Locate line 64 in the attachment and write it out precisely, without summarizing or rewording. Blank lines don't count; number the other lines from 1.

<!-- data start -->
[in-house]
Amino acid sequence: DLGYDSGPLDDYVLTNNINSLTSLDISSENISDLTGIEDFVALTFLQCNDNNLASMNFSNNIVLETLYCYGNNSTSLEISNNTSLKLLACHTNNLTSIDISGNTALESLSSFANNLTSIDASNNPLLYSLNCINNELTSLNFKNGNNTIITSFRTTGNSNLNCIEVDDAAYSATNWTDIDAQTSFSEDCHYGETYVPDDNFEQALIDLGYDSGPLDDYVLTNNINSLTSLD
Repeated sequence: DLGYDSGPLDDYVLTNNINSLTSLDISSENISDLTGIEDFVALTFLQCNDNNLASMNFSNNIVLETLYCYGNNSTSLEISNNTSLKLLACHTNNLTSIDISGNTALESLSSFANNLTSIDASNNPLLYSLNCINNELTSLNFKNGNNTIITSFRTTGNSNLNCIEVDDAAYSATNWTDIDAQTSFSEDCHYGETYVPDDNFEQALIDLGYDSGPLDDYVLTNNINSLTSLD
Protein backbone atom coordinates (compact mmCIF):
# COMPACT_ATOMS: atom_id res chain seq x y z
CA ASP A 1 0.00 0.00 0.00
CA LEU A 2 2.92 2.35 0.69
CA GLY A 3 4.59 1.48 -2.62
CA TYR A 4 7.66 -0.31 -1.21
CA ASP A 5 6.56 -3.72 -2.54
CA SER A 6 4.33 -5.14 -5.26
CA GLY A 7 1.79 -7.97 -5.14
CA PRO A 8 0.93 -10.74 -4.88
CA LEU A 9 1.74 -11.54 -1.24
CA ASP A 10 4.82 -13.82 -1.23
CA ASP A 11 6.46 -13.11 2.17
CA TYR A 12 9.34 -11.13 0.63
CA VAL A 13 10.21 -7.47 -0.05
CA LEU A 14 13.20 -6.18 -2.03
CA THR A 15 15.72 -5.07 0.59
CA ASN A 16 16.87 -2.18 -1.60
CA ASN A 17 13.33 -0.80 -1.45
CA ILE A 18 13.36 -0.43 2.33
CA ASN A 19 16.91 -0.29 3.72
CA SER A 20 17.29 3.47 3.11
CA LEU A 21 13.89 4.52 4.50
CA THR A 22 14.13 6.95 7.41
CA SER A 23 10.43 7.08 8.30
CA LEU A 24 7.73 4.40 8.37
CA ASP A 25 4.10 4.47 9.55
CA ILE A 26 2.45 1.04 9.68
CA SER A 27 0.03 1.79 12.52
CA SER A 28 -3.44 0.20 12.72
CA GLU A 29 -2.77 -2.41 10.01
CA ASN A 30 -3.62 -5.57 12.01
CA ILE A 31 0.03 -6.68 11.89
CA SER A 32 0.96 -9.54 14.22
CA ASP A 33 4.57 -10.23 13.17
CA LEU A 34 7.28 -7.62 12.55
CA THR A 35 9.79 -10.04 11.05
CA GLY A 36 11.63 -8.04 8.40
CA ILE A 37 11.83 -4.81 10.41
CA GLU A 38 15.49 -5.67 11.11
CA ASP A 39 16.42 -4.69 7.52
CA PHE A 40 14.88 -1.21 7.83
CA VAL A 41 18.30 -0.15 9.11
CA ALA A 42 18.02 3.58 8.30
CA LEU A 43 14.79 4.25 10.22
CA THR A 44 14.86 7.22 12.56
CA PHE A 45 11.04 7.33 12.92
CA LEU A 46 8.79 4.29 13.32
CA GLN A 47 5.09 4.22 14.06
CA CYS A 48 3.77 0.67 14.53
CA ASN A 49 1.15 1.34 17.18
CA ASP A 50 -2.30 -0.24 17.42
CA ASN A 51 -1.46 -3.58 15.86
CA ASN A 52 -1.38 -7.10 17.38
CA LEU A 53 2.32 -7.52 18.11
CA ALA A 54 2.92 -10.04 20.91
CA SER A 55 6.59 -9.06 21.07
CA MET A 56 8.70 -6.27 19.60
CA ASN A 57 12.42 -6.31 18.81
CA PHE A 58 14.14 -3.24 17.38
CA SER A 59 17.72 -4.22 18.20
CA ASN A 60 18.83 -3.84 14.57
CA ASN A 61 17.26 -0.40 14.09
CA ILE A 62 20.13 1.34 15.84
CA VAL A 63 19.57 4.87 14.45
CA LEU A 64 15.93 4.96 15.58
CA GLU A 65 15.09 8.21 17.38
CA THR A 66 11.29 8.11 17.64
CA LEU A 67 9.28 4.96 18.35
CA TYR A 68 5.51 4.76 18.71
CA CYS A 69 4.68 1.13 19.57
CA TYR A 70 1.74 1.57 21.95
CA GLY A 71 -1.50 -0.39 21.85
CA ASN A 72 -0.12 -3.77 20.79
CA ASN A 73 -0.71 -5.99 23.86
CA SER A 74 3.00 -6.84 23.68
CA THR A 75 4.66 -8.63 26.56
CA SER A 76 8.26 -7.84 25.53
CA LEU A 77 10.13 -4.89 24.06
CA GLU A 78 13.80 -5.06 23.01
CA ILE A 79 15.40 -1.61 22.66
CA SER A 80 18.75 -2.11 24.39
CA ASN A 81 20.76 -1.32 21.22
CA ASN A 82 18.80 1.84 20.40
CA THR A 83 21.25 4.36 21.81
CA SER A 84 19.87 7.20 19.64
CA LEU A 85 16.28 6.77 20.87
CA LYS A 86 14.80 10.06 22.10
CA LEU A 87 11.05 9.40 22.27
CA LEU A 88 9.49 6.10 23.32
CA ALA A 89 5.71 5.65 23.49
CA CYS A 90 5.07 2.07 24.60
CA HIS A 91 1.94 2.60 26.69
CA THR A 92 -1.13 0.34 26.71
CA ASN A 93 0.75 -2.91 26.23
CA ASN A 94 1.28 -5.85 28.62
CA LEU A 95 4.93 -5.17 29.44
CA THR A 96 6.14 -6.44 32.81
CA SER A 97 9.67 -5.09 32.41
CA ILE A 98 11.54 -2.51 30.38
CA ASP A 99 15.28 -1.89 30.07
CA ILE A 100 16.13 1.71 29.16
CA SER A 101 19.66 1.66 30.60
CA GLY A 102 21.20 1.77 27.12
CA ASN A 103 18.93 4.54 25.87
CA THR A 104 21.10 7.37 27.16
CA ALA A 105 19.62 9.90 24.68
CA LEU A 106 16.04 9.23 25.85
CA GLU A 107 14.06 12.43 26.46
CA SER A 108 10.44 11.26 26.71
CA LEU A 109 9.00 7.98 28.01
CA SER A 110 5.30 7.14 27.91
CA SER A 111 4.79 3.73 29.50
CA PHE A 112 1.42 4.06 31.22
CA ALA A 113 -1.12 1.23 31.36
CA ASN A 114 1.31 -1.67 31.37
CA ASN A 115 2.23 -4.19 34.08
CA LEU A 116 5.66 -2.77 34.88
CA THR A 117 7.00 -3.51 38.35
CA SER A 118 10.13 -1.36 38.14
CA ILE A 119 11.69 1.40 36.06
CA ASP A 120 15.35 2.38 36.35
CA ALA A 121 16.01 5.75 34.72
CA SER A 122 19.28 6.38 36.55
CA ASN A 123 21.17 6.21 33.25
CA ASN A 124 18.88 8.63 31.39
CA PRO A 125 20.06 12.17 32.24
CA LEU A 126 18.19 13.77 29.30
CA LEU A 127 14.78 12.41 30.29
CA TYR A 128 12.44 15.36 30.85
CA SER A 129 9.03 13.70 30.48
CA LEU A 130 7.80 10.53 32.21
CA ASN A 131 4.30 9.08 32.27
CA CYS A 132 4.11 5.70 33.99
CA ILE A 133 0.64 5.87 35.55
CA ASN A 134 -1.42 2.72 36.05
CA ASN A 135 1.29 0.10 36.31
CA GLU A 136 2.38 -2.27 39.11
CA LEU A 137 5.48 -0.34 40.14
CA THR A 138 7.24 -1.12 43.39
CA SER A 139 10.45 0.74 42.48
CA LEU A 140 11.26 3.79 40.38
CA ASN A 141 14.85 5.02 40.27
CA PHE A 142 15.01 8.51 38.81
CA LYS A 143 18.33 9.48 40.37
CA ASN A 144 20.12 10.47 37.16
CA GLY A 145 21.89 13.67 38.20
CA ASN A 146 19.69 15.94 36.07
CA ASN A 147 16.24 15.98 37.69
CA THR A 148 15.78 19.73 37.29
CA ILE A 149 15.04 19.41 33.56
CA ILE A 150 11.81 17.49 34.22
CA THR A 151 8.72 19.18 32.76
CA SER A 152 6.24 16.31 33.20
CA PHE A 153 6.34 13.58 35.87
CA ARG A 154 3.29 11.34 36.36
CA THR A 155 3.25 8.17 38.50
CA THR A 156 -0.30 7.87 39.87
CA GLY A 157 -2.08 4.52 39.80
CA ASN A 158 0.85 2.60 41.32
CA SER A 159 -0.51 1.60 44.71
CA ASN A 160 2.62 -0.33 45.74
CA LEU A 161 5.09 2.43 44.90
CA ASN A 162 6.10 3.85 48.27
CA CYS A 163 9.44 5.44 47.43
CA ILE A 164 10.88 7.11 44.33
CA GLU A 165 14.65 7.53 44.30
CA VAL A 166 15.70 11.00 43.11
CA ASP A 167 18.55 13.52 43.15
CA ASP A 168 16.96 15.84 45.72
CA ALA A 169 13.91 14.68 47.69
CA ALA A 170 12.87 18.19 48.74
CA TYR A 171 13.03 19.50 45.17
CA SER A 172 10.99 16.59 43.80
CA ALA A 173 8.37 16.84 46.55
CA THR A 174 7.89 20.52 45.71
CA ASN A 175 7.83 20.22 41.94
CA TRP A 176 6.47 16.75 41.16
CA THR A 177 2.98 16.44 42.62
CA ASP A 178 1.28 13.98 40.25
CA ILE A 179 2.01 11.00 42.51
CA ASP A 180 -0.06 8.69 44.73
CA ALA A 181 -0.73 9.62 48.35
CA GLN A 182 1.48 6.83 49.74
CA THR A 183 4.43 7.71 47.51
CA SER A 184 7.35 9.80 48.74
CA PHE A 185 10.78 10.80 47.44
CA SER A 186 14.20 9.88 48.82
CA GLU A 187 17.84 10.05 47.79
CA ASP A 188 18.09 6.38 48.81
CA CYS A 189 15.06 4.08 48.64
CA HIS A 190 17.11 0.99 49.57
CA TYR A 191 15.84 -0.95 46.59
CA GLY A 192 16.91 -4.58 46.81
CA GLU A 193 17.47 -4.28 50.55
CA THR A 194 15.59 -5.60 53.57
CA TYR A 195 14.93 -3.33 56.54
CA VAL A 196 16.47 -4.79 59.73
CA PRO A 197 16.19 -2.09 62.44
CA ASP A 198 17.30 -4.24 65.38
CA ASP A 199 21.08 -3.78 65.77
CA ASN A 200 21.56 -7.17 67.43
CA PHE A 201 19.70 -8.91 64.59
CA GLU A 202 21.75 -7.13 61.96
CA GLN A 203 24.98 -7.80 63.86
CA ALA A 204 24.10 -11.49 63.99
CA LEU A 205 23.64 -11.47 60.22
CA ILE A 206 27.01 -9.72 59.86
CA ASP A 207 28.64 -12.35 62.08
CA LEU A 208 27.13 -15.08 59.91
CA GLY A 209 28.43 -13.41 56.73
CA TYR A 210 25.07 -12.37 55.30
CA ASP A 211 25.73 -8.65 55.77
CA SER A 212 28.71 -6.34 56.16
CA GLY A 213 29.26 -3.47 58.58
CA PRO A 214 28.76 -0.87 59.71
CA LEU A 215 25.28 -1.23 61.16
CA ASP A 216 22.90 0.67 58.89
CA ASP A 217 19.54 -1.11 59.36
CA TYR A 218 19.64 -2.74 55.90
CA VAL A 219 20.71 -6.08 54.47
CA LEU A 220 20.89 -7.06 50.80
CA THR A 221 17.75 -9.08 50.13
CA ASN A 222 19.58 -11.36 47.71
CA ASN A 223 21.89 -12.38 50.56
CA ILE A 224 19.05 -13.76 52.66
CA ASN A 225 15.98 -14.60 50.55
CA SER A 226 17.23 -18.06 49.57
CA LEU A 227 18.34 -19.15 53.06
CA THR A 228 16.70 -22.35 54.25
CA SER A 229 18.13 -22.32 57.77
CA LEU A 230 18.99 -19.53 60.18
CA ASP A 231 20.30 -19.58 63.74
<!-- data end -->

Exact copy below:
CA SER A 59 17.72 -4.22 18.20